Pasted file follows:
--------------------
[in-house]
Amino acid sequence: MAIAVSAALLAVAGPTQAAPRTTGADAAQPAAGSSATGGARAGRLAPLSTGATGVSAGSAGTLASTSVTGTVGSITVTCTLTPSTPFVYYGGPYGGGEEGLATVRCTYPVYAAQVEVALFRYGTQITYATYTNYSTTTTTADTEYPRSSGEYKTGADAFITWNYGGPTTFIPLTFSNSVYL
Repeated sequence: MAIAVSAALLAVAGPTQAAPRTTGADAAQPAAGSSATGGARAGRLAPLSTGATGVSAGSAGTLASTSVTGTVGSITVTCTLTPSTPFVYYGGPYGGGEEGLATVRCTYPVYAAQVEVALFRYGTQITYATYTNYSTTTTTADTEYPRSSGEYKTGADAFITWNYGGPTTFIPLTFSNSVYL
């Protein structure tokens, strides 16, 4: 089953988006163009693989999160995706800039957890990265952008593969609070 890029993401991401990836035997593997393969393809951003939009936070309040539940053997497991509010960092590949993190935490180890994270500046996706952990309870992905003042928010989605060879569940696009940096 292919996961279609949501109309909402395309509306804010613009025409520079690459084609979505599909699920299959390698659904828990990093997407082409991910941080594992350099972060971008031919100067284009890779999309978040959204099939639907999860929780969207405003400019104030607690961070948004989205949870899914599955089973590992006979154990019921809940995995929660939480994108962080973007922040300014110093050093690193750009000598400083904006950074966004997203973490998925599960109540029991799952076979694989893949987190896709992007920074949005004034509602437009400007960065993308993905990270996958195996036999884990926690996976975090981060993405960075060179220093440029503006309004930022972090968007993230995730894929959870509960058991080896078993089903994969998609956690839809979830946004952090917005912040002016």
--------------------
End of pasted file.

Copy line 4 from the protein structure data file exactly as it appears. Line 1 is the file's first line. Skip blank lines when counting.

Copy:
């Protein structure tokens, strides 16, 4: 089953988006163009693989999160995706800039957890990265952008593969609070 890029993401991401990836035997593997393969393809951003939009936070309040539940053997497991509010960092590949993190935490180890994270500046996706952990309870992905003042928010989605060879569940696009940096 292919996961279609949501109309909402395309509306804010613009025409520079690459084609979505599909699920299959390698659904828990990093997407082409991910941080594992350099972060971008031919100067284009890779999309978040959204099939639907999860929780969207405003400019104030607690961070948004989205949870899914599955089973590992006979154990019921809940995995929660939480994108962080973007922040300014110093050093690193750009000598400083904006950074966004997203973490998925599960109540029991799952076979694989893949987190896709992007920074949005004034509602437009400007960065993308993905990270996958195996036999884990926690996976975090981060993405960075060179220093440029503006309004930022972090968007993230995730894929959870509960058991080896078993089903994969998609956690839809979830946004952090917005912040002016």